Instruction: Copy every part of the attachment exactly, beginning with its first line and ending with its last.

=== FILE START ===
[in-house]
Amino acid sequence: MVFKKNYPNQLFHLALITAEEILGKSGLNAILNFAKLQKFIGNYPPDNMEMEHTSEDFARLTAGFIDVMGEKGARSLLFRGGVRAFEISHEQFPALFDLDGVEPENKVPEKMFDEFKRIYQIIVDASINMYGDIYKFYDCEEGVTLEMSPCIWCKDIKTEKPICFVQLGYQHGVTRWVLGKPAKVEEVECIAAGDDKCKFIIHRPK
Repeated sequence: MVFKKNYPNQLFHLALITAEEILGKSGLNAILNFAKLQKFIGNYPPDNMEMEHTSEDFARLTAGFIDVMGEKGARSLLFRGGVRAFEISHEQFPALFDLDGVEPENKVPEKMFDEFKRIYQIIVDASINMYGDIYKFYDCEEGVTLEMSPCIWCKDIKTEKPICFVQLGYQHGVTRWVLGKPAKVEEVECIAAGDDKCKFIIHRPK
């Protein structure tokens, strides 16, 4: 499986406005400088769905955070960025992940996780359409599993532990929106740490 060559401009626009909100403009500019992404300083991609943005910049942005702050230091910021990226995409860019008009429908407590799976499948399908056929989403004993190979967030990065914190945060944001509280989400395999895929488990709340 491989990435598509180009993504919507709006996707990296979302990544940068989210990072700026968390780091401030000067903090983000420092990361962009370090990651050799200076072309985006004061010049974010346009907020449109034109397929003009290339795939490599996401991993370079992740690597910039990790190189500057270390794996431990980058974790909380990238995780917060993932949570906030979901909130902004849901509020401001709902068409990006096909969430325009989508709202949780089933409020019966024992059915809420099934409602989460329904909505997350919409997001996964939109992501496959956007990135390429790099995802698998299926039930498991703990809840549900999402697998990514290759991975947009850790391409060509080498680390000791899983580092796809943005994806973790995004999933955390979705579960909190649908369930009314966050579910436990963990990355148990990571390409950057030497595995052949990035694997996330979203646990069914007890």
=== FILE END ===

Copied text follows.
[in-house]
Amino acid sequence: MVFKKNYPNQLFHLALITAEEILGKSGLNAILNFAKLQKFIGNYPPDNMEMEHTSEDFARLTAGFIDVMGEKGARSLLFRGGVRAFEISHEQFPALFDLDGVEPENKVPEKMFDEFKRIYQIIVDASINMYGDIYKFYDCEEGVTLEMSPCIWCKDIKTEKPICFVQLGYQHGVTRWVLGKPAKVEEVECIAAGDDKCKFIIHRPK
Repeated sequence: MVFKKNYPNQLFHLALITAEEILGKSGLNAILNFAKLQKFIGNYPPDNMEMEHTSEDFARLTAGFIDVMGEKGARSLLFRGGVRAFEISHEQFPALFDLDGVEPENKVPEKMFDEFKRIYQIIVDASINMYGDIYKFYDCEEGVTLEMSPCIWCKDIKTEKPICFVQLGYQHGVTRWVLGKPAKVEEVECIAAGDDKCKFIIHRPK
């Protein structure tokens, strides 16, 4: 499986406005400088769905955070960025992940996780359409599993532990929106740490 060559401009626009909100403009500019992404300083991609943005910049942005702050230091910021990226995409860019008009429908407590799976499948399908056929989403004993190979967030990065914190945060944001509280989400395999895929488990709340 491989990435598509180009993504919507709006996707990296979302990544940068989210990072700026968390780091401030000067903090983000420092990361962009370090990651050799200076072309985006004061010049974010346009907020449109034109397929003009290339795939490599996401991993370079992740690597910039990790190189500057270390794996431990980058974790909380990238995780917060993932949570906030979901909130902004849901509020401001709902068409990006096909969430325009989508709202949780089933409020019966024992059915809420099934409602989460329904909505997350919409997001996964939109992501496959956007990135390429790099995802698998299926039930498991703990809840549900999402697998990514290759991975947009850790391409060509080498680390000791899983580092796809943005994806973790995004999933955390979705579960909190649908369930009314966050579910436990963990990355148990990571390409950057030497595995052949990035694997996330979203646990069914007890």